Indeed, the federal agency alleged that Morgan Stanley engaged in a "pattern or practice of discrimination" against women in its institutional equities unit in regard to pay, promotion and other opportunities.
The trial was set to focus on Schieffelin's claims that she discriminated against by being paid less than her male colleagues. In addition, after she complained of her treatment she was retaliated against and eventually fired on Oct. 24, 2000 after a confrontation with another woman on the job. Morgan Stanley has maintained that she was fired for "gross subordination" in connection with that event.
Countering the agency's allegations, Morgan Stanley said in arbitration papers that Schieffelin had received numerous promotions and raises from the time she was hired in 1986 until the company fired her on October 24, 2000 and that "her gender has never been a factor." Schieffelin had filed a sex harassment claim in November 1995 and claims she suffered retaliation for filing the claim. Morgan Stanley denies those allegations and noted that it paid Schieffelin $1.2 million in total compensation for 1995.
The consent decree is the "first settlement of its kind," said Elizabeth Grossman, the trial attorney for the federal agency in the courtroom, explaining that is the largest sex discrimination settlement won by the federal agency for women on Wall Street. The decree establishes a $40 million claims fund and separately awards $12 million to Schieffelin. Another $2 million has been earmarked to develop training program on sex discrimination and diversity.
Other firms such as Smith Barney, a unit of Citigroup Inc., and Merrill Lynch, have settled allegations of sex discrimination and harassment in previous years and reportedly have paid out millions of dollars as well.
The company agreed to hold management training in live sessions at offices in New York and London. The training will cover performance reviews, compensation, promotion, assignment of accounts, pregnancy, maternity leave and maternal status, according to the 19-page consent decree. The company's diversity plan in regard to increasing hiring, promotion and retention of women in the institutional equities division will also be considered during those sessions.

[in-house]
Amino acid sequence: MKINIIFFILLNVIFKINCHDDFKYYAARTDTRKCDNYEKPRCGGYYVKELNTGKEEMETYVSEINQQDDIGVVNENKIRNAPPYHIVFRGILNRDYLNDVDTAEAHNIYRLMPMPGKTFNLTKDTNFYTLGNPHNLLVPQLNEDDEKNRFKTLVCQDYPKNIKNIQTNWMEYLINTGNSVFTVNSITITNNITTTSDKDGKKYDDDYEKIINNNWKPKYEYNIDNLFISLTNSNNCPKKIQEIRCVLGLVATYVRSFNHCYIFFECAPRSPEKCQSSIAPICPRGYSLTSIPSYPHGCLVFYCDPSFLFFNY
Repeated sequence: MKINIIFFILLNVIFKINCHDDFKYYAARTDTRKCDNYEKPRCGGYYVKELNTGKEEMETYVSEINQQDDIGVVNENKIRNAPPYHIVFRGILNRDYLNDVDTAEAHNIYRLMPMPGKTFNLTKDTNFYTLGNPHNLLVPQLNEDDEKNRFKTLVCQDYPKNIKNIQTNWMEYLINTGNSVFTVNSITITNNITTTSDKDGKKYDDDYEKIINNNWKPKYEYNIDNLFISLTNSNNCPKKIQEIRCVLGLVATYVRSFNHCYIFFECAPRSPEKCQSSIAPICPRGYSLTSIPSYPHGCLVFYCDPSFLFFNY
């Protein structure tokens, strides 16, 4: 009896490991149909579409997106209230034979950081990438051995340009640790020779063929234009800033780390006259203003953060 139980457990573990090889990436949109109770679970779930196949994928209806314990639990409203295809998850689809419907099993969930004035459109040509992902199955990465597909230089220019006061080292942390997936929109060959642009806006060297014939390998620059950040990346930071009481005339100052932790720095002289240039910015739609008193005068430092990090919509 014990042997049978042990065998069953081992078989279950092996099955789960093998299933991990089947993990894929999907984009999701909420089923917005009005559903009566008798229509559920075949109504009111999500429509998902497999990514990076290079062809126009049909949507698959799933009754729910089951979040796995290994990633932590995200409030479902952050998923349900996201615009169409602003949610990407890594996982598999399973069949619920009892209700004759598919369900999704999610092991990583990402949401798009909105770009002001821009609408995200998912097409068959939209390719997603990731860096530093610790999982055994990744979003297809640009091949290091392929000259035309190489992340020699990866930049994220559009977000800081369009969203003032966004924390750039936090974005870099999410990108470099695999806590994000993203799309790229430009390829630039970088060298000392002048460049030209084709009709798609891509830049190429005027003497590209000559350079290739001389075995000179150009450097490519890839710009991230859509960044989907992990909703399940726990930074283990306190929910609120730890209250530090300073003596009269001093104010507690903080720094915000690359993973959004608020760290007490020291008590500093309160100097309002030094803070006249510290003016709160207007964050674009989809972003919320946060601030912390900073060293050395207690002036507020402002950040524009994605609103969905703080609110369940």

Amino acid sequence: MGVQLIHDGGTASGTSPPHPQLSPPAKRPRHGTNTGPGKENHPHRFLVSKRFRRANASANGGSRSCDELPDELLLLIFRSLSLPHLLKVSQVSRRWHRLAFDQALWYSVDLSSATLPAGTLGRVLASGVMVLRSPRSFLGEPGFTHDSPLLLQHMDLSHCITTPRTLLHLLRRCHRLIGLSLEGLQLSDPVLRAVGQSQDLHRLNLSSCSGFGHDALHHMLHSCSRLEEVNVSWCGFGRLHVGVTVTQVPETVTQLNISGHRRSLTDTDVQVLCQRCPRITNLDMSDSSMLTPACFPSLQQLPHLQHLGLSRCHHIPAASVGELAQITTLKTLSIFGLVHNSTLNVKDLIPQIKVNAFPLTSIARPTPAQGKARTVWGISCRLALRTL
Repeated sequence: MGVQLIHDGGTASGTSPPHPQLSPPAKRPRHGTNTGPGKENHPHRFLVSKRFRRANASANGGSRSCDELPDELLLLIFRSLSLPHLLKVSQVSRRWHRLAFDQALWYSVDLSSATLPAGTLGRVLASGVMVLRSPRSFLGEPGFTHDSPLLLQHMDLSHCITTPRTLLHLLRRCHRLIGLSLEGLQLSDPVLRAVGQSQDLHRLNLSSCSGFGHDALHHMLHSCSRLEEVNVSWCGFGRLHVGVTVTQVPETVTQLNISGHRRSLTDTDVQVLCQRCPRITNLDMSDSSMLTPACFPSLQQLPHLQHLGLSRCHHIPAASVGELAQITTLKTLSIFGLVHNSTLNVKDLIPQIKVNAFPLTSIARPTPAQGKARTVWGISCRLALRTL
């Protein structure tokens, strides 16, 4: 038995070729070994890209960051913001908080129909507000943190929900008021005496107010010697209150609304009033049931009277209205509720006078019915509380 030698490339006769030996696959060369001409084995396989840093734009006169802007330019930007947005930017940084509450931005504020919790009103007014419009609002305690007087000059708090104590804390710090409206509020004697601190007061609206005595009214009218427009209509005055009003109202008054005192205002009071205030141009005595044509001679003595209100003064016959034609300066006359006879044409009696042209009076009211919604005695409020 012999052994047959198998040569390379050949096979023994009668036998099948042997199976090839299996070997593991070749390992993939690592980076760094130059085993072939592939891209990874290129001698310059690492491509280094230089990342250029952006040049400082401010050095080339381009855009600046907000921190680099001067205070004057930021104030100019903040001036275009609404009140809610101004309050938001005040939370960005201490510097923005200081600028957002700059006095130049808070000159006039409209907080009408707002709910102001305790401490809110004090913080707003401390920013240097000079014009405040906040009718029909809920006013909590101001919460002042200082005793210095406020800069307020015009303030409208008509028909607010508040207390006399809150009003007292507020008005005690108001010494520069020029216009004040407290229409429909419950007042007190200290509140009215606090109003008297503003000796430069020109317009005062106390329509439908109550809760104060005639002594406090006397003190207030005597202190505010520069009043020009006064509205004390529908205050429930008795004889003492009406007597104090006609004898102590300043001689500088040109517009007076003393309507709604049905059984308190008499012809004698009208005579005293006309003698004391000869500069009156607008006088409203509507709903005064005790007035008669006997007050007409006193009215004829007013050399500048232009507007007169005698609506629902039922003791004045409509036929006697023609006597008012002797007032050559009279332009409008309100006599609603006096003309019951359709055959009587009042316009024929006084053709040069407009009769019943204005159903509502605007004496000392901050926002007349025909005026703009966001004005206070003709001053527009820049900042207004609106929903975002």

Hill, the president of the employment lawyers association, noted that anti-bias training programs are a common outcome of class actions.
Consider the race discrimination case against The Coca-Cola Company, which settled four years ago. The case brought as a class action on behalf of 2,000 African-American workers settled when the company agreed to pay $192.5 million, including a $113 cash payout. Another $36 million was set aside to make changes in the company's human resources division and an outside panel was set up to review the progress of diversity for blacks at the soft drink giant. Training courses for both managers and employees have since been set up as well.
Like the Coca-Cola case, the Morgan Stanley settlement calls for the investment bank's unit to hold anti-discrimination training, but in the bank's case, the programs will address sexual harassment, sex-based hostile environment and retaliation. Morgan Stanley is also required to conduct a comparative analysis of the promotion and compensation of women in the unit with men who hold the same positions.
Under the decree, retired federal judge Abner Mikva will preside over the awarding of funds to individual claimants. An independent, outside monitor was named as well. An internal ombudsman will also be named with approval by the federal agency.
If Morgan Stanley violates the decree, the court cannot hit the investment firm with more monetary damages. It can only order the company to abide by the decree, according to lawyers on both sides of the case. However, the court can modify the decree, Hill from the lawyers' association said.
Bio: Frances A. McMorris, a journalist and lawyer, has covered courts and legal issues for The Wall Street Journal, The New York Daily News, Newsday and The New York Law Journal. She is the immediate past president of The Newswomen's Club of New York.